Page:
Like a growing number of serious off-road adventurers driving JKs, the owner of this Jeep swapped out the V-6 in his lifted and well-accessorized Wrangler for a 385hp Chevy Silverado 6.0L LS backed with matching 6L80E automatic. At the same time the rig got 37-inch tires. Tough trail use and pounding the dunes led to a year-long battle with one axle-related failure after another: blown front and rear diffs, broken and twisted axle shafts, failed U-joints, burned bearings, and even a bent axle housing. It was obvious the Jeep’s axle game had to be stepped up. The owner decided to go with a high-pinion, 35-spline, 1-ton axle swap. The trade-off in increased unsprung weight would be worth the benefits the bigger housings bring to the table.
The out-of-the-box, bolt-in choices for 1-ton housings include Dynatrac’s Hard Core ProRock 60/60s, Spicer Ultimate Dana 60s, Currie’s RockJock III 60s, and TeraFlex Tera60s. The price to go this route would just begin at about $10,000 per set, depending on the brand and options—not including costs for labor and any related upgrades that go along with slipping heavy-duty running gear under a JK.
However, for those who have the mechanical and fabrication skills to undertake the job and are willing to put in the time, using Artec 1-ton swap kits with junkyard-sourced housings can save a whole bunch of build bucks. This saved money can be used for upgrading the shocks, suspension, tires, and wheels to maximize the performance gained from installing the beefy, do-it-yourself 1-ton housings.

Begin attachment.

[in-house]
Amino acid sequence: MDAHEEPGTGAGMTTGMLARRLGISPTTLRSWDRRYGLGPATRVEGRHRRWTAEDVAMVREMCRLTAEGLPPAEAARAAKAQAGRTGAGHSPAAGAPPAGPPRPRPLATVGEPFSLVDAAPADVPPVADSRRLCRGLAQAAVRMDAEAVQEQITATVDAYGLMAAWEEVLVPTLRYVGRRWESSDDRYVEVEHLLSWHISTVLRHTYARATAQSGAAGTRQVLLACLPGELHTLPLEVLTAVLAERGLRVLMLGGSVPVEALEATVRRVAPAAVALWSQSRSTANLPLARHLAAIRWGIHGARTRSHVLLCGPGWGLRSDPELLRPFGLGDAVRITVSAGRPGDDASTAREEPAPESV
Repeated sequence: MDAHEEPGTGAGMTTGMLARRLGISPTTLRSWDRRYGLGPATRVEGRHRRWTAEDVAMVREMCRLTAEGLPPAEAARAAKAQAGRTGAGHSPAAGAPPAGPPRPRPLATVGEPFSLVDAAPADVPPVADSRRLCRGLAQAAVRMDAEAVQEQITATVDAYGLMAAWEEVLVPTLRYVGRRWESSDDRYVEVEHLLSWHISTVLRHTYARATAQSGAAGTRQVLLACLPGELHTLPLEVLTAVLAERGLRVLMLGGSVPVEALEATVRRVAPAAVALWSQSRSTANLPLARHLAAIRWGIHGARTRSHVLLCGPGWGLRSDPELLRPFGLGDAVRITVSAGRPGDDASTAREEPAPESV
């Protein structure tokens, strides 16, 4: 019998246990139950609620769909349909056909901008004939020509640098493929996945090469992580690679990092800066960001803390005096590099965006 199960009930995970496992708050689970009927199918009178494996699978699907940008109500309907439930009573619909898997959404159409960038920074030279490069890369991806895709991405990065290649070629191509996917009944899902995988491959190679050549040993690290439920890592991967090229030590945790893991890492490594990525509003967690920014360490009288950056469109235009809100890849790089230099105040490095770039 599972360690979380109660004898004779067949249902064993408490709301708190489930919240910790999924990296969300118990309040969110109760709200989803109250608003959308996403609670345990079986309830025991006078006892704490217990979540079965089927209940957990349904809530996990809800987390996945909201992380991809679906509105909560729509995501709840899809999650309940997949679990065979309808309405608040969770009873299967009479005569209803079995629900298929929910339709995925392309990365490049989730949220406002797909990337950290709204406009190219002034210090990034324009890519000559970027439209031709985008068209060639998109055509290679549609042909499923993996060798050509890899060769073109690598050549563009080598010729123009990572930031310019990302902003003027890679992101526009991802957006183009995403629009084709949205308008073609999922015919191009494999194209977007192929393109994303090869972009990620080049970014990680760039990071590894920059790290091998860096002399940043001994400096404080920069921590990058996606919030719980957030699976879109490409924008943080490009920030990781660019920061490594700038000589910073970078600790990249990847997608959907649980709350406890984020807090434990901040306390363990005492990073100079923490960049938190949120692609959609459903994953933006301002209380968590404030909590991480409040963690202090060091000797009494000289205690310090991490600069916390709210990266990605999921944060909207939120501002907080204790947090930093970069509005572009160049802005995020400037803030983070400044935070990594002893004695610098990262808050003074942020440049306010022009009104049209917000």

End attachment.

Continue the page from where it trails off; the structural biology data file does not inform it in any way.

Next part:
Too much power and not enough beef in the running gear (coupled with 37-inch tires) had put our ’09 JK Rubicon out of action numerous times on the trail and the highway since the V-6 was swapped out for a 385hp 6.0L GM LS and matching 6L80E automatic a year ago. It was high time for a change.
We will follow the axle prep and swap process end to end, so to speak. A Dana 60 yarded from under an ’04 Ford Super Duty and GM 14-bolt rear from an ’07 Silverado 2500HD were cleaned, rebuilt, massaged with the CNC-machined Artec parts, and slid underneath in place of the stock 44s. It was a weeklong project in the Evolution Auto shop.
Why the 60/14 combo? “I like to use the ’99-’04 Super Duty front housing because its 69 1/4-inch width matches closely with the Rubicon’s track,” Scott from Evolution Auto explained, as he prepped both of the junkyard housings for the big swap. He continued, “And I like the GM 14-bolt out of that era’s Silverado/Sierra 2500HDs because that housing doesn’t create any clearance issues with the JK fuel tank like a Dana 60 would—and the 14-bolt is stouter than a Dana 60.”
Donor housings in hand, we began by dropping the JK driveshafts, removing brake assemblies, clamping off brake line hoses (it’ll get new discs/calipers front and rear), removing the suspension, and rolling out the factory housings. That was the quick, easy part. Nearly 40 hours of shop time later, our JK was ready to tackle whatever off-road challenges awaited.